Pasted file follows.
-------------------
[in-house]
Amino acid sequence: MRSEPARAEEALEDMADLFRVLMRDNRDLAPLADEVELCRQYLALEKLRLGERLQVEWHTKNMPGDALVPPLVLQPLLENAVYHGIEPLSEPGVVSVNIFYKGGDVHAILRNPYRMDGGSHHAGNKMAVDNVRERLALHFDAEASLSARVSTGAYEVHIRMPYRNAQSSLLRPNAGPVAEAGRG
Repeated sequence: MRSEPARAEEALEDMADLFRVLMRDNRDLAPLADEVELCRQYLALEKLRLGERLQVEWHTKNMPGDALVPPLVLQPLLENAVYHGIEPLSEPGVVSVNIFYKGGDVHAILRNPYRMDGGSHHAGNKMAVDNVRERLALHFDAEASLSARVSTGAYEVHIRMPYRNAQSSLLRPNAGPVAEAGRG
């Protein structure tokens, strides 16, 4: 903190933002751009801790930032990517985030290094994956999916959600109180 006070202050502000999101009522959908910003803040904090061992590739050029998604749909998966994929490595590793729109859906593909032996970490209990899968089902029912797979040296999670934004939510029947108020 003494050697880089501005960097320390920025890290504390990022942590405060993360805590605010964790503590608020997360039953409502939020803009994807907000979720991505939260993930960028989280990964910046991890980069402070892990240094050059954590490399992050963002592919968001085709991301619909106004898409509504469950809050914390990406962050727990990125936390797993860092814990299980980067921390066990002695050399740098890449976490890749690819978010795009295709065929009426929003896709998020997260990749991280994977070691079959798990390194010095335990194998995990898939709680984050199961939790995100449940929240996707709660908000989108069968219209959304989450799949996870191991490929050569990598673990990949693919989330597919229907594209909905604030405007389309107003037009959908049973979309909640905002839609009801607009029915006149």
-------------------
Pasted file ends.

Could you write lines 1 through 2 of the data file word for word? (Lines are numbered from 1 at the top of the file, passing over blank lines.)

[in-house]
Amino acid sequence: MRSEPARAEEALEDMADLFRVLMRDNRDLAPLADEVELCRQYLALEKLRLGERLQVEWHTKNMPGDALVPPLVLQPLLENAVYHGIEPLSEPGVVSVNIFYKGGDVHAILRNPYRMDGGSHHAGNKMAVDNVRERLALHFDAEASLSARVSTGAYEVHIRMPYRNAQSSLLRPNAGPVAEAGRG